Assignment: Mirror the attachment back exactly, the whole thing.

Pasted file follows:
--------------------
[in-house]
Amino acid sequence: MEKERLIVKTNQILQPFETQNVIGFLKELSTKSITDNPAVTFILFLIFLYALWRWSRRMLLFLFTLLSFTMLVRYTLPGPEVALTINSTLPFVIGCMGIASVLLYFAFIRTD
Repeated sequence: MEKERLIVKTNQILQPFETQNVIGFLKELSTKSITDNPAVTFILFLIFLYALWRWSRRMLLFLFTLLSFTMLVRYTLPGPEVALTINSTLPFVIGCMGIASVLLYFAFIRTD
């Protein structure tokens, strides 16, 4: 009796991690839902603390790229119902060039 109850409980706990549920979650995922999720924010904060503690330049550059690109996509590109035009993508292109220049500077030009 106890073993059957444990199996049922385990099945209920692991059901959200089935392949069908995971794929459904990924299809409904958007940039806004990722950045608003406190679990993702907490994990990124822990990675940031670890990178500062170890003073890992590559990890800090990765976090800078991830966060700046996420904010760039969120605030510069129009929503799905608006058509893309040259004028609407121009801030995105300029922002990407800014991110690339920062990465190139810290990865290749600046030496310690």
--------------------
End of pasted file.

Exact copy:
[in-house]
Amino acid sequence: MEKERLIVKTNQILQPFETQNVIGFLKELSTKSITDNPAVTFILFLIFLYALWRWSRRMLLFLFTLLSFTMLVRYTLPGPEVALTINSTLPFVIGCMGIASVLLYFAFIRTD
Repeated sequence: MEKERLIVKTNQILQPFETQNVIGFLKELSTKSITDNPAVTFILFLIFLYALWRWSRRMLLFLFTLLSFTMLVRYTLPGPEVALTINSTLPFVIGCMGIASVLLYFAFIRTD
């Protein structure tokens, strides 16, 4: 009796991690839902603390790229119902060039 109850409980706990549920979650995922999720924010904060503690330049550059690109996509590109035009993508292109220049500077030009 106890073993059957444990199996049922385990099945209920692991059901959200089935392949069908995971794929459904990924299809409904958007940039806004990722950045608003406190679990993702907490994990990124822990990675940031670890990178500062170890003073890992590559990890800090990765976090800078991830966060700046996420904010760039969120605030510069129009929503799905608006058509893309040259004028609407121009801030995105300029922002990407800014991110690339920062990465190139810290990865290749600046030496310690």